Who uses Excel autosave?

The first thing I do as soon as I start at a new client is turn this off the first time it locks up my pc. It might be bearable when saving to a local drive but is completely unusable for normal business spreadsheets over a network (in my opinion).

Does anyone actually find it useful?

I prefer to control when where and how my work gets saved what about you?

cheers

simon

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11 Responses to “Who uses Excel autosave?”

  1. Marcus Says:

    Oh Yeah – having Excel save monster spreadsheets across a LAN every 10 minutes is sheer joy.

    I also turn it off when I realise it’s on.

  2. ChipG Says:

    I leave it on, sometimes regretting that decision. Most of my work is smaller so it’s not noticable. When I get into large workbooks it is a pain, of course, but I have had occasion where it’s saved me in a crash. I used to turn it off years ago when the LANs were slower, but our gigabit LAN doesn’t often create a delay unless I get over 20-30MB files, which I try not to do. I think turned it back on after I had a regrettable loss and hardly notice it.

  3. Harlan Grove Says:

    Respondents in several newsgroup threads, some of them Excel MVPs, have stated that Microsoft recommends ALWAYS saving files to local drives and then copying saved files to network drives.

    I’ve never used autosave.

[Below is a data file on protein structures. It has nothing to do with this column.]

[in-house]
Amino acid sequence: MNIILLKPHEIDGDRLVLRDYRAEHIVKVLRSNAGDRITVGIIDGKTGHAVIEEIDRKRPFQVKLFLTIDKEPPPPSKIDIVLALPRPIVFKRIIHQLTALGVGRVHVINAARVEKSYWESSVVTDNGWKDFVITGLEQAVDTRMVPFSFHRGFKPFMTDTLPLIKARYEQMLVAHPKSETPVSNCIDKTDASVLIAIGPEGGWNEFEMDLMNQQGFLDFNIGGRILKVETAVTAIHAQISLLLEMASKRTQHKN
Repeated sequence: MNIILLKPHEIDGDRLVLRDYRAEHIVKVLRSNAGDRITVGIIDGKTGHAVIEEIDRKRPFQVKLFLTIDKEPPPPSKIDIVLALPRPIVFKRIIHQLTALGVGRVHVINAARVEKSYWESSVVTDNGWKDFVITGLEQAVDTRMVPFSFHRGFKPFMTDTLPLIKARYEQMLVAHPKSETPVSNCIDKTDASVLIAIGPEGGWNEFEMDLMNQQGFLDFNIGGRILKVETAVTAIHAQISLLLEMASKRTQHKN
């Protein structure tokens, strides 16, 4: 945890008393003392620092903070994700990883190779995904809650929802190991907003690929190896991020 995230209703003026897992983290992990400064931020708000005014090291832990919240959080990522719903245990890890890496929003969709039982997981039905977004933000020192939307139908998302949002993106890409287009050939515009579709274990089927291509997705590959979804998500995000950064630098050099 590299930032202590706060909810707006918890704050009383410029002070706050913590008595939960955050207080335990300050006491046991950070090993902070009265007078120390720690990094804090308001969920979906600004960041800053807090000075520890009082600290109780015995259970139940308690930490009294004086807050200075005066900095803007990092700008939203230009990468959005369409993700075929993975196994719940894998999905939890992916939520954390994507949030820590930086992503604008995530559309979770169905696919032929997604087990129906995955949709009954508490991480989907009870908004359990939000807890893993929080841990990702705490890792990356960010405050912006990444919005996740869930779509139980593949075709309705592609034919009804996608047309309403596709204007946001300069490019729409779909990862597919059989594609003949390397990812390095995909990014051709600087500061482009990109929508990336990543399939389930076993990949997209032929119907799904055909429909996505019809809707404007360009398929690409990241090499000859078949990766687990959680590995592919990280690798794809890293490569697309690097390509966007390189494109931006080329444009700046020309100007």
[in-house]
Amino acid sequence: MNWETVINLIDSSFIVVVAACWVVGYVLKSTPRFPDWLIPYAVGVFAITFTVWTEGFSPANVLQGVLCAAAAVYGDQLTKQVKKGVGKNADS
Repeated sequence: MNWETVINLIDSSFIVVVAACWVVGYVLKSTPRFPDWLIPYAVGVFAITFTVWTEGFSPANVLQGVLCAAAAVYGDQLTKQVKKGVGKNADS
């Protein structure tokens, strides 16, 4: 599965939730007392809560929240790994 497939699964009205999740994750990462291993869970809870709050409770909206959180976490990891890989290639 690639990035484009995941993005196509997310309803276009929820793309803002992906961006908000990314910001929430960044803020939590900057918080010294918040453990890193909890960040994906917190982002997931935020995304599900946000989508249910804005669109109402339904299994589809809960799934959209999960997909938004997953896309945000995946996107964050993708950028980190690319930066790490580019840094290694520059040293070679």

4. Biggus Dickus Says:

    Are you talking about AutoSave or AutoRecover? I believe strongly in autorecover because I have no faith in Excel’s stability during development (especially when the files are BIG).

    I do not use AutoSave because I often abandon changes made to spreadsheets (when I screw something up) and wanna go back to the original – AutoSave would be a big nistake.

    Dick

  5. Jon Peltier Says:

    Autosave is a pain, overwriting the workbook you’re using, etc. I never use it.

    Autorecover seems pretty useful, I leave this on.

    For a very nice alternative to Autosave, try AutoSafe. It’s written by my colleague Jan Karel Pieterse, and is free from http://jkp-ads.com. It saves a copy of open workbooks to a directory of your choice (I use c:\\AutoSafe), and when a new backup of a file is made, the old copy goes in the recycle bin. The advantage of this is that the bin serves as a longer term, multiple version backup. You can go backa day, a week, whatever, back to the last time you cleaned out the bin. You also get a record of what files you were working on at what time.

    Both JKP’s AutoSafe and Excel’s AutoRecover have saved my @$$ on multiple occasions.

  6. pompomtom Says:

    If you’re using a spreadsheet that big, autosave isn’t for you. Autosave is so your boss doesn’t lose his shopping list.

  7. Simon Says:

    spot on pompom

  8. Name Says:

    Excel autosave doens’t work anyway.

  9. Jason Says:

    Question, I have excel 2000, and there is no autorecover. How do I get this?

  10. Jon Peltier Says:

    Jason – Forget the lame-o built-in hacks. Go to http://jkp-ads.com and download Jan Karel Pieterse’s AutoSafe utility. It’s much better than what comes in the box. It saves a backup copy, without overwriting the current workbook, and keeps a running archive in the recycle bin, which you can keep as long as you have disk space for it.

  11. Filipe Says:

    Hi,

    I suggest excel autobackup 1.0.

    You will find it in freewarefiles.com

    Filipe

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